For centuries, an Englishman Job Charnock, who lived in the 17th century CE was revered as the founder of Kolkata city. However, on 16th May 2003, the Calcutta High Court, ruled against giving one man credit for founding a whole city. Charnock’s name was removed from all official documents and purged from memory. So who was this man, what did he do and why is a rock more than 2300 km away in the southernmost tip of India named after him? The story of Job Charnock deserves a retelling.
Born in London to a family from Lancashire in 1631, Job Charnock made his way to India as an official in the East India Company, when he was 24 in February 1656. His first job was at a factory in Patna, Bihar. He spent the next twenty years of his life at this factory which supplied saltpeter (potassium nitrate) to the British East India Company. Saltpeter was the main ingredient for making gunpowder and also used as a preservative during that time.
Charnock rose rapidly within the East India Company and in 1666 was promoted to the rank of Senior Merchant. Initially, he signed a contract for five years, which was a norm back then, for anyone wanting to go back to England after a stint in India. But the Company was eager to retain him. Charnock was persuaded by William Blake, the Chief of the Bengal factories, to stay as the head of the Patna factory. The fact that there was nothing worthwhile back in England after his parents’ death also played a role in his decision to stay back.
Charnock enjoyed India and was perhaps the first European who went ‘native’ i.e. adopt Indian clothes, get rid of his elaborate wigs, etc. This won over the locals in Patna and he cemented his ties to India further when he gallantly married a 15-year-old Hindu Rajput princess who was a widow and about to commit Sati!
Scottish historian WW Hunter, in his book titled The Thackerays in India and Some Calcutta Graves’ says that:
There are other records as well suggesting that Charnock’s wife commanded respect in English society. By 1676 Job Charnock had become the third highest-ranking official in Bengal. In July 1679, he was promoted to the position of Chief of Kasim Bazar (Cossimbazar) in Murshidabad – the center of the silk trade in the region. In this role, Charnock played a crucial role in key trade negotiations on behalf of the British East India Company and his path often crossed that of the then Governor of Bengal Mir Jumla.
By 1686, Charnock was appointed the official Agent of the Company in Bengal. At the same time, however, things came to a head when there was a dispute between the East India Company and the new Mughal Governor Shaista Khan over the issue of payment of customs duties to trade. Finding himself overwhelmed, under pressure, and in pursuit, by Shaista Khan’s troops, Job Charnock was now forced to gather the Company goods and servants and sail 27 miles down the Hooghly, to Sutanuti, one of the three villages, which would later merge to form Calcutta (Kolkata) city.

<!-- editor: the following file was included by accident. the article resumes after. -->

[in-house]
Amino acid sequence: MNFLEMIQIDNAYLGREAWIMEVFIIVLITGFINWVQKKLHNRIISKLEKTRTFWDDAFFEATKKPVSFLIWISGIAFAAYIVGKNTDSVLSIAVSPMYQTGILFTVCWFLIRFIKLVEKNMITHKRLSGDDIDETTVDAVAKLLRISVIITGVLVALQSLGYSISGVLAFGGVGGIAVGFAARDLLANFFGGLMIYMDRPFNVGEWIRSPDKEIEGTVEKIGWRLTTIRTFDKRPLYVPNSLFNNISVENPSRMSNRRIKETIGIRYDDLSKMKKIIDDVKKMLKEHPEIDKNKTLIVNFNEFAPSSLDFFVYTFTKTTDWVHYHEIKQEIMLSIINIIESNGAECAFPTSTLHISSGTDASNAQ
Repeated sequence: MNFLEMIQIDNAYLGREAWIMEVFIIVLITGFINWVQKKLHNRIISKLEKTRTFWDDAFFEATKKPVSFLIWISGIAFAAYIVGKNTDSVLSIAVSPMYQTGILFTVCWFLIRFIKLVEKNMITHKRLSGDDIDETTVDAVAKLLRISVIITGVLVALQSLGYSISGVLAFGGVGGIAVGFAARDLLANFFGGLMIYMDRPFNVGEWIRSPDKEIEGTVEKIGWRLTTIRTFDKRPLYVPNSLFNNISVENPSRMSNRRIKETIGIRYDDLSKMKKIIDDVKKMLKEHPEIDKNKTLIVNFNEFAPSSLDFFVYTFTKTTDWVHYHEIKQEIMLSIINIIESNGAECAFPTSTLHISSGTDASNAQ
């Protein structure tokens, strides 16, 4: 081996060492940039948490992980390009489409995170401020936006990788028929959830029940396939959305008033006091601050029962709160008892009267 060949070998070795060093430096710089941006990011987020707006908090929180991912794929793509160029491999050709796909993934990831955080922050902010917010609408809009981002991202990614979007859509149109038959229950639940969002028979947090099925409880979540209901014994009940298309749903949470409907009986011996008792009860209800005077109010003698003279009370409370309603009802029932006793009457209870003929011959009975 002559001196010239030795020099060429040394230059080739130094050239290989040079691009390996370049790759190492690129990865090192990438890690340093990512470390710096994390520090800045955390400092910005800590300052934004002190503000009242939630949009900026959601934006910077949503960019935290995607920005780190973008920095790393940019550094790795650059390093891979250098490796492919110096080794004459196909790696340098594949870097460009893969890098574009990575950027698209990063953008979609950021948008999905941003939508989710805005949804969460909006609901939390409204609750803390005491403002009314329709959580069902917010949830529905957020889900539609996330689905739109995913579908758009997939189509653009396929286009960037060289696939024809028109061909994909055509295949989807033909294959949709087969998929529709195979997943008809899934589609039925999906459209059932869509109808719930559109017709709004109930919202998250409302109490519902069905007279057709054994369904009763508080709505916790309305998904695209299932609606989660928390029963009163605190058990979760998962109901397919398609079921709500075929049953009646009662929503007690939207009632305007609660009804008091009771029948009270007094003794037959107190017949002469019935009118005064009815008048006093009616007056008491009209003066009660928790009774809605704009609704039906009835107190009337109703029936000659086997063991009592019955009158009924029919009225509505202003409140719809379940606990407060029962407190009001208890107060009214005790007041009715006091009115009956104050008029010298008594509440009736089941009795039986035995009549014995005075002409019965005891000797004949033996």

After negotiating, a treaty was signed between the British East India Company and Aurangzeb, the Mughal Emperor, Job Charnock was given the permission to erect docks and carry out trade from Sutanuti.
On Sunday, 24th August 1690, Charnock set up a new headquarters for the East India Company on the land that spread across three villages – those of Sutanuti, Kalikata and Gobindapur. This new center was named Calcutta, and this was a colonial city developed by the British East India Company and then by the British Empire. No wonder it remained the capital and headquarters of the British Empire in the subcontinent all the way till 1911.
On 10th January 1693, Charnock passed way in Calcutta at the age of 63. A mausoleum with a gravestone made of special rock was erected for Charnock by his son-in-law and successor Sir Charles Eyre in 1695. It can still be seen in the graveyard of St. John’s Church, the second oldest Protestant church in Calcutta.
Around 200 years after his death, Charnock’s tombstone captured the attention of Sir Thomas Holland, a noted British geologist. In 1893, as the Director of the Geological Survey of India, Holland was studying a rock series found in South India, till then called the Pallavaram gneiss (due to their prevalence in the Pallavaram suburb of Chennai). On a routine visit to Charnock’s tomb, Holland realized that the tombstone was made from the same stone that he was studying. He carried out studies on it and felt that the stone had indeed brought to Calcutta from South India.
In his article published in Royal Asiatic Society of Bengal in 1893, he wrote:
This is how Pallavaram gneiss rocks came to be known as Charnockite. In fact, a study carried out in 1950 did confirm that Job Charnock’s tombstone was indeed quarried from Pallavaram in Chennai. This Charnockite rock is found in several places in south India, the most famous being the Vivekananda rock at Kanyakumari.
Today, visitors can see the Charnockite rock formations at Pallavaram, Chennai. Also, the tomb of Job Charnock, with its famous tombstone, can be seen in the prescient of St John Church, BDD Bagh in Kolkata.
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